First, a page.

- If your child is not yet in school, this assessment can happen in a daycare or preschool or in your home. It will likely focus on life-functioning skills rather than academic skills, but it may still take time. For very young children it may draw on parent or caregiver report instead of direct observation.
- Although the school should use RTI or MTSS to determine eligibility based on function, they cannot delay or deny access to a formal evaluation or access to special education services while they do this. If the school has evidence from standardized test results or a pre-existing diagnosis that your child should be getting assistance, they do not HAVE to do RTI/MTSS style assessments first. In fact, the government says that they must not delay intervention unnecessarily. This is true for all ages.
- Assess your child’s abilities using standardized assessments that are culturally and linguistically appropriate. Your child will likely be tested by a speech-language pathologist or a psychologist. Testing will likely be scheduled during a school day in a quiet setting and may take one to two hours. For a child with DLD, this process should include formal assessment of language content (vocabulary, semantics), form (grammar, phonology) and use (conversation, narratives, explanations). Both comprehension (listening, reading) and production (speaking, writing) should be assessed. Different states will provide different cutoffs for who is eligible for services. Usually a child must score 1.5-2 standard deviations below the mean in one or more areas of functioning to be eligible for special education supports. Learn more about tests that are most likely to identify the presence of DLD here.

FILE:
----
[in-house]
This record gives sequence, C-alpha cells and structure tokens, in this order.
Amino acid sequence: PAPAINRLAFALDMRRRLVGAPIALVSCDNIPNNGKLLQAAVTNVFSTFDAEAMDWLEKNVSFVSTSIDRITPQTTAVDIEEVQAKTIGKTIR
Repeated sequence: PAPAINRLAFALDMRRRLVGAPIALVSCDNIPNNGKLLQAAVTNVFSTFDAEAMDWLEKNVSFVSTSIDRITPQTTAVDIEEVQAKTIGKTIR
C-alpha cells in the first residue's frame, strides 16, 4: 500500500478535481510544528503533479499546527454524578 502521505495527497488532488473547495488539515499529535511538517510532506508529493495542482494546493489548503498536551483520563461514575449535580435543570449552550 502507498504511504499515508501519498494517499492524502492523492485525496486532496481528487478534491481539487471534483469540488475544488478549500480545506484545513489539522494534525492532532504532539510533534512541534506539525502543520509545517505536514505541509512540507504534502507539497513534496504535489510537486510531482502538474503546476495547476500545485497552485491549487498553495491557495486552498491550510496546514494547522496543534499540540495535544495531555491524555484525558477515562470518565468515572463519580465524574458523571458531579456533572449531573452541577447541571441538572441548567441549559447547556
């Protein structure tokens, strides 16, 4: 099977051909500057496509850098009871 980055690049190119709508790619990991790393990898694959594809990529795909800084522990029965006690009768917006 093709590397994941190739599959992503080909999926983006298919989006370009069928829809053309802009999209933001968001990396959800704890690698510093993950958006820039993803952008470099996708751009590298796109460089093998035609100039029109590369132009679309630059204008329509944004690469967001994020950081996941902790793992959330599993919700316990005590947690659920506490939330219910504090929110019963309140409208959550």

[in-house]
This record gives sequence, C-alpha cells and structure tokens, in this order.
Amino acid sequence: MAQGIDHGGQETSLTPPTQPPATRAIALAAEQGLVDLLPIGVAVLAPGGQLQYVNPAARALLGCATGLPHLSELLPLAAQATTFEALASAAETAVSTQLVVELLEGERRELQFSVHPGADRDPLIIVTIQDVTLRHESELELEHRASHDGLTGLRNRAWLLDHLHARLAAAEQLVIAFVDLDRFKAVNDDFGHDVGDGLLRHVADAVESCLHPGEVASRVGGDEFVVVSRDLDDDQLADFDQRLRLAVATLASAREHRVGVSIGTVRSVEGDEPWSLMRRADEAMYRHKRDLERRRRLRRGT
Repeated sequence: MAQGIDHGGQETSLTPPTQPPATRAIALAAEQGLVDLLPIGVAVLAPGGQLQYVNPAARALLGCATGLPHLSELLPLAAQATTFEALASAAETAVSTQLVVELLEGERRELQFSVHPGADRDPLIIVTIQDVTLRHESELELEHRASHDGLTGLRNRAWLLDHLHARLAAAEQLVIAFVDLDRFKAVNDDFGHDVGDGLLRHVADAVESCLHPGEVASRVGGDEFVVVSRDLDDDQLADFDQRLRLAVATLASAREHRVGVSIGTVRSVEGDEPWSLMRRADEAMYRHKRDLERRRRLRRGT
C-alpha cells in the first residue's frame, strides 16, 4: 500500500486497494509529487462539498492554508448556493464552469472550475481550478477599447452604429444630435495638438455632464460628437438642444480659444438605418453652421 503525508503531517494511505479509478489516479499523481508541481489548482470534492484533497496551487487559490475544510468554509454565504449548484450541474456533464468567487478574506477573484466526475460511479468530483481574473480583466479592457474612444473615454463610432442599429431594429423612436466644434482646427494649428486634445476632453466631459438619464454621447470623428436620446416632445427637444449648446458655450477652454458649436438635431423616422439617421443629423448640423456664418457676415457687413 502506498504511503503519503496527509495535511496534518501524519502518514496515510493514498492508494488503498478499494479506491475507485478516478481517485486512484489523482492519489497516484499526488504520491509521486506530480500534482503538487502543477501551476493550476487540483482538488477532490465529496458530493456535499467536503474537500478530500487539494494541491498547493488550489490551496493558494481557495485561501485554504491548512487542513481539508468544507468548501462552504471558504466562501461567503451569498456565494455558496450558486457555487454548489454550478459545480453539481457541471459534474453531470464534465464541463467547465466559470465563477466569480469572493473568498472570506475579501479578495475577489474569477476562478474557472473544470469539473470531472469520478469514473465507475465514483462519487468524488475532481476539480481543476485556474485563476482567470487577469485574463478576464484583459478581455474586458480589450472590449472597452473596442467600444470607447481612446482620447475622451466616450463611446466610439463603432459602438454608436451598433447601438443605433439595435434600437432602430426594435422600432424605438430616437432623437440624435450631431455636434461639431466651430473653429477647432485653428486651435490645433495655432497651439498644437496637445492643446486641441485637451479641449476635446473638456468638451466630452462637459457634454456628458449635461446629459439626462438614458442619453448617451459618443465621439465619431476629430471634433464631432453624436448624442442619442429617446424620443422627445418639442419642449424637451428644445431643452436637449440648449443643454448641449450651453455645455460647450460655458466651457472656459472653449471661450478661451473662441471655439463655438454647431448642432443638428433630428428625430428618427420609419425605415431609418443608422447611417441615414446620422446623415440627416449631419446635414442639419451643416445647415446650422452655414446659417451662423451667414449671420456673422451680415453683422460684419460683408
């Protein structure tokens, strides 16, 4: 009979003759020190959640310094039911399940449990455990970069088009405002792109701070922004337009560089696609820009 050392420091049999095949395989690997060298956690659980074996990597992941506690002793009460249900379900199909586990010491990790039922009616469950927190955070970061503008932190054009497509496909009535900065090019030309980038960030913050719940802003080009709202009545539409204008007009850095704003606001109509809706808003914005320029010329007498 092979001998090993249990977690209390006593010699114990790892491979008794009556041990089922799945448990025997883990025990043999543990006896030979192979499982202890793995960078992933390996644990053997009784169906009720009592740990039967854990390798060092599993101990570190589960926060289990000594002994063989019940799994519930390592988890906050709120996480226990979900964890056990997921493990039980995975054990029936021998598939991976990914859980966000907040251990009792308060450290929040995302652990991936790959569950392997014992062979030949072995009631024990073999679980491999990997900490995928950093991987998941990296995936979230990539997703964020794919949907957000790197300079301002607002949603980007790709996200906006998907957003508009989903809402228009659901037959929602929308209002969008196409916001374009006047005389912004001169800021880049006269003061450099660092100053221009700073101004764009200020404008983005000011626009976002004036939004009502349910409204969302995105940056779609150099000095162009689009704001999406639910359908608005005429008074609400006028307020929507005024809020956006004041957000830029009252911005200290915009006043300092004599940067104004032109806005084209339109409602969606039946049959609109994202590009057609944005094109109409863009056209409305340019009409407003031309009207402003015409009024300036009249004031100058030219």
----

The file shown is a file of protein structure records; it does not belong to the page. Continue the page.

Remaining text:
Step 3: Meet with the School After the Assessment is Complete
After the assessment is complete you should have a meeting with the school where they explain the results and your child’s eligibility for services. It is helpful to remember that the school’s obligation is to support your child’s academic success.
IDEA requires the use of 13 categories of special education. DLD is not a federally-recognized category, but it will likely fit within one of three recognized categories:
Learning Disability in the area of Language or Reading
Section 504 of the Americans with Disabilities Act prohibits discrimination against an individual with a disability. It provides a bigger umbrella for qualifying for services but requires fewer protections. Some children who do not qualify under IDEA may qualify under section 504. Many children with ADHD are served under section 504.
If Your Child is Eligible for Special Education
If your child is eligible for special education, the next step will be the development of an Individual Education Program (IEP) or a 504 plan. Children under 3 will receive an Individual Family Services Plan (IFSP) instead of an IEP. These are legal documents that describe the interventions and accommodations that you and the school agree are appropriate for your child. The school has 30 days to schedule an IEP meeting after your child’s assessment is complete.
If Your Child is Not Eligible for Special Education
If your child is not eligible for special education, the school must explain to you how they came to this decision. You have the right to challenge this decision if you disagree.